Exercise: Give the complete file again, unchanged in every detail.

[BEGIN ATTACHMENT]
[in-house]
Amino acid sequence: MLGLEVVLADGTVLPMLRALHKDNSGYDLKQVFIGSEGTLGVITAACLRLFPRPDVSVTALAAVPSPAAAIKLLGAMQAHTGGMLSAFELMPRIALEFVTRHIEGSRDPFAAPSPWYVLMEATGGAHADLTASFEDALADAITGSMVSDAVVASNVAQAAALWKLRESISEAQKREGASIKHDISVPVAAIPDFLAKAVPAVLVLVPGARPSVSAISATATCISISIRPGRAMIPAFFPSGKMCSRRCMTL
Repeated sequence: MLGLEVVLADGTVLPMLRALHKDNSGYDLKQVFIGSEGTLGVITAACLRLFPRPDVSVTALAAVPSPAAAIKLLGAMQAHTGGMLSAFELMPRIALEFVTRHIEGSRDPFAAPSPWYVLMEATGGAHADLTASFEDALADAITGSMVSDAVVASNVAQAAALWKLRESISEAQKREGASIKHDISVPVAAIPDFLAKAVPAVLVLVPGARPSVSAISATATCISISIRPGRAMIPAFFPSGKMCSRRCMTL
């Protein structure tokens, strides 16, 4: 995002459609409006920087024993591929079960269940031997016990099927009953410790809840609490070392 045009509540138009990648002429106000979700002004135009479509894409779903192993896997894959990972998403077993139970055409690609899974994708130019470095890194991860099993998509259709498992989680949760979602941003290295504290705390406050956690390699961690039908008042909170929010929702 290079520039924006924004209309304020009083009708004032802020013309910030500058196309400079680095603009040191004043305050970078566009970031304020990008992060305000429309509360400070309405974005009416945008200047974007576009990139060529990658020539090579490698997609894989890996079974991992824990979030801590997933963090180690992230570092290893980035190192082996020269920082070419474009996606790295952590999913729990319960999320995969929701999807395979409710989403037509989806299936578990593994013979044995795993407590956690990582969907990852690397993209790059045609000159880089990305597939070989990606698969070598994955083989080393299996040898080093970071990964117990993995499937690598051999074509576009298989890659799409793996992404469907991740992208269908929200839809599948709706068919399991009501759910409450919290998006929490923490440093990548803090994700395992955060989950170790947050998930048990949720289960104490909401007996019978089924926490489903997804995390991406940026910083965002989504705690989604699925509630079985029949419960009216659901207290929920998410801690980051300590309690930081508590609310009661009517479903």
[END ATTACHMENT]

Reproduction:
[in-house]
Amino acid sequence: MLGLEVVLADGTVLPMLRALHKDNSGYDLKQVFIGSEGTLGVITAACLRLFPRPDVSVTALAAVPSPAAAIKLLGAMQAHTGGMLSAFELMPRIALEFVTRHIEGSRDPFAAPSPWYVLMEATGGAHADLTASFEDALADAITGSMVSDAVVASNVAQAAALWKLRESISEAQKREGASIKHDISVPVAAIPDFLAKAVPAVLVLVPGARPSVSAISATATCISISIRPGRAMIPAFFPSGKMCSRRCMTL
Repeated sequence: MLGLEVVLADGTVLPMLRALHKDNSGYDLKQVFIGSEGTLGVITAACLRLFPRPDVSVTALAAVPSPAAAIKLLGAMQAHTGGMLSAFELMPRIALEFVTRHIEGSRDPFAAPSPWYVLMEATGGAHADLTASFEDALADAITGSMVSDAVVASNVAQAAALWKLRESISEAQKREGASIKHDISVPVAAIPDFLAKAVPAVLVLVPGARPSVSAISATATCISISIRPGRAMIPAFFPSGKMCSRRCMTL
């Protein structure tokens, strides 16, 4: 995002459609409006920087024993591929079960269940031997016990099927009953410790809840609490070392 045009509540138009990648002429106000979700002004135009479509894409779903192993896997894959990972998403077993139970055409690609899974994708130019470095890194991860099993998509259709498992989680949760979602941003290295504290705390406050956690390699961690039908008042909170929010929702 290079520039924006924004209309304020009083009708004032802020013309910030500058196309400079680095603009040191004043305050970078566009970031304020990008992060305000429309509360400070309405974005009416945008200047974007576009990139060529990658020539090579490698997609894989890996079974991992824990979030801590997933963090180690992230570092290893980035190192082996020269920082070419474009996606790295952590999913729990319960999320995969929701999807395979409710989403037509989806299936578990593994013979044995795993407590956690990582969907990852690397993209790059045609000159880089990305597939070989990606698969070598994955083989080393299996040898080093970071990964117990993995499937690598051999074509576009298989890659799409793996992404469907991740992208269908929200839809599948709706068919399991009501759910409450919290998006929490923490440093990548803090994700395992955060989950170790947050998930048990949720289960104490909401007996019978089924926490489903997804995390991406940026910083965002989504705690989604699925509630079985029949419960009216659901207290929920998410801690980051300590309690930081508590609310009661009517479903």